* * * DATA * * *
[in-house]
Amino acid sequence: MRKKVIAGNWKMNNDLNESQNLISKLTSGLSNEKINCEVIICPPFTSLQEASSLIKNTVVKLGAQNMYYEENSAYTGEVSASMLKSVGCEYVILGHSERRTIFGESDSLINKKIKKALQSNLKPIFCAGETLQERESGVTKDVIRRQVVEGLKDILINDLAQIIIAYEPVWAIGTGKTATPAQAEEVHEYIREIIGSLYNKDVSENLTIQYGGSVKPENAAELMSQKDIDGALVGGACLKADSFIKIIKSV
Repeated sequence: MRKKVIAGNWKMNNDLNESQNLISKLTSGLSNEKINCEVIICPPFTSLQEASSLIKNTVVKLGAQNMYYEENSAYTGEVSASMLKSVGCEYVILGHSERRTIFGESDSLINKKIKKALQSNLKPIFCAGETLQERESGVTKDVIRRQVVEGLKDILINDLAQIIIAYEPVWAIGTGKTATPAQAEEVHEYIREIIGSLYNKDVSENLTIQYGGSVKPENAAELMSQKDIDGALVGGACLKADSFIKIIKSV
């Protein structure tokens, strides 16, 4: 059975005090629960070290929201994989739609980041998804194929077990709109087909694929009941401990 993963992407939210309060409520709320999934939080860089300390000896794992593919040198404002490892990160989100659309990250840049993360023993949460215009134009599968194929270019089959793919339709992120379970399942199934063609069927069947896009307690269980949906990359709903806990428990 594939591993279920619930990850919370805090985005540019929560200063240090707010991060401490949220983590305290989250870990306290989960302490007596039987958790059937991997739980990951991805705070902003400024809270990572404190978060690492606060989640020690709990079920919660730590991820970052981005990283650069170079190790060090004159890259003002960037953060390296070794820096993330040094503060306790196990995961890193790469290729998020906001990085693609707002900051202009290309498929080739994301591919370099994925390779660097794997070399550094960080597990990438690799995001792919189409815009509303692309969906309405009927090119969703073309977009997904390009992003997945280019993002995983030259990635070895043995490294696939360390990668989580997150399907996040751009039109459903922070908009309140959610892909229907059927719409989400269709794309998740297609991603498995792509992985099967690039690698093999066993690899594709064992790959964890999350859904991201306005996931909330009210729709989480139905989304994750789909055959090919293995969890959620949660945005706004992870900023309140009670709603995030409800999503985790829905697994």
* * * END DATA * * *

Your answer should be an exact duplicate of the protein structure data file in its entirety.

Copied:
[in-house]
Amino acid sequence: MRKKVIAGNWKMNNDLNESQNLISKLTSGLSNEKINCEVIICPPFTSLQEASSLIKNTVVKLGAQNMYYEENSAYTGEVSASMLKSVGCEYVILGHSERRTIFGESDSLINKKIKKALQSNLKPIFCAGETLQERESGVTKDVIRRQVVEGLKDILINDLAQIIIAYEPVWAIGTGKTATPAQAEEVHEYIREIIGSLYNKDVSENLTIQYGGSVKPENAAELMSQKDIDGALVGGACLKADSFIKIIKSV
Repeated sequence: MRKKVIAGNWKMNNDLNESQNLISKLTSGLSNEKINCEVIICPPFTSLQEASSLIKNTVVKLGAQNMYYEENSAYTGEVSASMLKSVGCEYVILGHSERRTIFGESDSLINKKIKKALQSNLKPIFCAGETLQERESGVTKDVIRRQVVEGLKDILINDLAQIIIAYEPVWAIGTGKTATPAQAEEVHEYIREIIGSLYNKDVSENLTIQYGGSVKPENAAELMSQKDIDGALVGGACLKADSFIKIIKSV
């Protein structure tokens, strides 16, 4: 059975005090629960070290929201994989739609980041998804194929077990709109087909694929009941401990 993963992407939210309060409520709320999934939080860089300390000896794992593919040198404002490892990160989100659309990250840049993360023993949460215009134009599968194929270019089959793919339709992120379970399942199934063609069927069947896009307690269980949906990359709903806990428990 594939591993279920619930990850919370805090985005540019929560200063240090707010991060401490949220983590305290989250870990306290989960302490007596039987958790059937991997739980990951991805705070902003400024809270990572404190978060690492606060989640020690709990079920919660730590991820970052981005990283650069170079190790060090004159890259003002960037953060390296070794820096993330040094503060306790196990995961890193790469290729998020906001990085693609707002900051202009290309498929080739994301591919370099994925390779660097794997070399550094960080597990990438690799995001792919189409815009509303692309969906309405009927090119969703073309977009997904390009992003997945280019993002995983030259990635070895043995490294696939360390990668989580997150399907996040751009039109459903922070908009309140959610892909229907059927719409989400269709794309998740297609991603498995792509992985099967690039690698093999066993690899594709064992790959964890999350859904991201306005996931909330009210729709989480139905989304994750789909055959090919293995969890959620949660945005706004992870900023309140009670709603995030409800999503985790829905697994």